Tabby stopped eating and it got to the point that she could barely lift her head. She had long before lost the ability to drag herself into her litter pan and would sit in her own urine and feces. Every day, I would go into work and clean Tabby, give her new blankets, make her comfortable, force feed her, and give her love. This was the only time I have ever openly cried at work. Tabby’s situation had no impact on her owner, who let Tabby suffer with us for two full months before she finally passed away. She purred until the bitter end.
So let me repeat myself: Prayers do not work.
Pet owners like this do not get my sympathy and I have zero ability to fake empathy for someone that selfish. I have wondered how my cold reaction to situations like the one previously mentioned appear to other pet owners.
Sometimes I wonder what pet owners must think of me and my coworkers. Many times I know it must seem like we show no emotion and are unaffected by the loss, but I assure you that is not true. We try very hard to hold it together. We try to comfort you and make the experience as painless as possible for you, the owner. If we start crying, we’re not helping you.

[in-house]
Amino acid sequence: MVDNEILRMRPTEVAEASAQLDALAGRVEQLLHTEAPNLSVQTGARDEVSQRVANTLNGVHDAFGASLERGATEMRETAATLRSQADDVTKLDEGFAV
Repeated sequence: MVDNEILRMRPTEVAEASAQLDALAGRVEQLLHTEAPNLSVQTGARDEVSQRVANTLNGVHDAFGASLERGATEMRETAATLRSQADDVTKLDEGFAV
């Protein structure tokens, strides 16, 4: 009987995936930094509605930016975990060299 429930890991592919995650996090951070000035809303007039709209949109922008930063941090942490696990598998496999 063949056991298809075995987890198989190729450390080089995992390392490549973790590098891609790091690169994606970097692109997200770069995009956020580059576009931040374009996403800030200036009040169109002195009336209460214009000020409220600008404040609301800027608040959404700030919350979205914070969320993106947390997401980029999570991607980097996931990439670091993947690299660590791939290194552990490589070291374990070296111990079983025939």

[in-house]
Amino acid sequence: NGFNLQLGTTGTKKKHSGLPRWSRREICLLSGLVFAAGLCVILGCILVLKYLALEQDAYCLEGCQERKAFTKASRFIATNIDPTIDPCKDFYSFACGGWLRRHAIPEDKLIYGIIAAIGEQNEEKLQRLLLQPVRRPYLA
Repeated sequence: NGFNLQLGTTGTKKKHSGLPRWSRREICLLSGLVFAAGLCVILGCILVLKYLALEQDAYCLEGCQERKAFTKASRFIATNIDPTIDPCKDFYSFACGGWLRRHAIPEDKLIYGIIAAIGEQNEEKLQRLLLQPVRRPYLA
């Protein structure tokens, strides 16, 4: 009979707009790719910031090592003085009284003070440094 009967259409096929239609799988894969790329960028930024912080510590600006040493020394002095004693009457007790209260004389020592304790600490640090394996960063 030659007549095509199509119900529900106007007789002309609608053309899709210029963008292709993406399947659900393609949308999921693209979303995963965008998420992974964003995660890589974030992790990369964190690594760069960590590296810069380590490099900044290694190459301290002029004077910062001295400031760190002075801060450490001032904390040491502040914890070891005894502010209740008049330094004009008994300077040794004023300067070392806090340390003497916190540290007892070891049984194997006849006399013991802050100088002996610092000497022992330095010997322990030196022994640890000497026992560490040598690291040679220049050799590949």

I have sometimes cried in my car on the way home. I have stopped for alcohol on the way home. I have gotten home and cried in the shower so I wouldn’t have to explain why I was crying. What you don’t know is that my job sometimes kills my spirit and I question my ability to continue doing it every single day. What you don’t know is that I really do care. And I carry the pain with me every day.
*Name has been changed.